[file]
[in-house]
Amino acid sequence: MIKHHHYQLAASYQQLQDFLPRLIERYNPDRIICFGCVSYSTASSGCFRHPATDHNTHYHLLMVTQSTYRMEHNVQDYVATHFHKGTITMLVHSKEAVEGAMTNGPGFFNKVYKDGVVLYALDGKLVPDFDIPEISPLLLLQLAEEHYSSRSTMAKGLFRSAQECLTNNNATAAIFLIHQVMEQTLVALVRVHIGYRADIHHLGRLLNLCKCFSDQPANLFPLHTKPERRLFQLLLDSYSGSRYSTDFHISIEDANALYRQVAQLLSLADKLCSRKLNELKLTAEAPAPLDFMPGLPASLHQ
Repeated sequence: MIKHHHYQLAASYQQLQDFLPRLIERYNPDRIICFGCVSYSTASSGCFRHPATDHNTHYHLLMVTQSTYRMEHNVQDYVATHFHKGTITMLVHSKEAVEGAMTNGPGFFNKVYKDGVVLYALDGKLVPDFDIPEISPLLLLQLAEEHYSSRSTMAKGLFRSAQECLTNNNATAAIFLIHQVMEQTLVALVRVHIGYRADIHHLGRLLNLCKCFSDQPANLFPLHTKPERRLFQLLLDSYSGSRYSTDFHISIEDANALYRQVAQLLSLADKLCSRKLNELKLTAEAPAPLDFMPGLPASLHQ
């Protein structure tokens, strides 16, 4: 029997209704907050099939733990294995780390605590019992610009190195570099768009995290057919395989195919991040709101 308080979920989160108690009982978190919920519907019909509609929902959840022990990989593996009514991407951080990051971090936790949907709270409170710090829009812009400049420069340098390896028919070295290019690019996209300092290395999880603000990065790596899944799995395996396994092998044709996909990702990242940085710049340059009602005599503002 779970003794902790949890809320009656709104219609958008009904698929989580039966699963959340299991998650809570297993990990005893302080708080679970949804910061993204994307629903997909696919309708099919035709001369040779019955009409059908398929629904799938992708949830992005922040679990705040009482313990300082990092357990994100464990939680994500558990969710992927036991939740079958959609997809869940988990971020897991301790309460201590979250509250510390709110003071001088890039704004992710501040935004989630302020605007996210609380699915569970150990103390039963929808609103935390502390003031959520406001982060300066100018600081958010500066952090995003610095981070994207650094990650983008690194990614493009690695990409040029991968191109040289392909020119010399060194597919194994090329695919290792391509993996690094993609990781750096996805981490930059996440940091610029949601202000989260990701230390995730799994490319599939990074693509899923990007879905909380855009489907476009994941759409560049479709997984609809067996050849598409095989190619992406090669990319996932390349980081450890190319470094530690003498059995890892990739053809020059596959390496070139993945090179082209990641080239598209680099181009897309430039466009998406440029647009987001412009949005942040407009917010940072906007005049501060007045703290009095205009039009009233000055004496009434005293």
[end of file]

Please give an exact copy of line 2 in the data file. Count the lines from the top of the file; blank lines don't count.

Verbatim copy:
Amino acid sequence: MIKHHHYQLAASYQQLQDFLPRLIERYNPDRIICFGCVSYSTASSGCFRHPATDHNTHYHLLMVTQSTYRMEHNVQDYVATHFHKGTITMLVHSKEAVEGAMTNGPGFFNKVYKDGVVLYALDGKLVPDFDIPEISPLLLLQLAEEHYSSRSTMAKGLFRSAQECLTNNNATAAIFLIHQVMEQTLVALVRVHIGYRADIHHLGRLLNLCKCFSDQPANLFPLHTKPERRLFQLLLDSYSGSRYSTDFHISIEDANALYRQVAQLLSLADKLCSRKLNELKLTAEAPAPLDFMPGLPASLHQ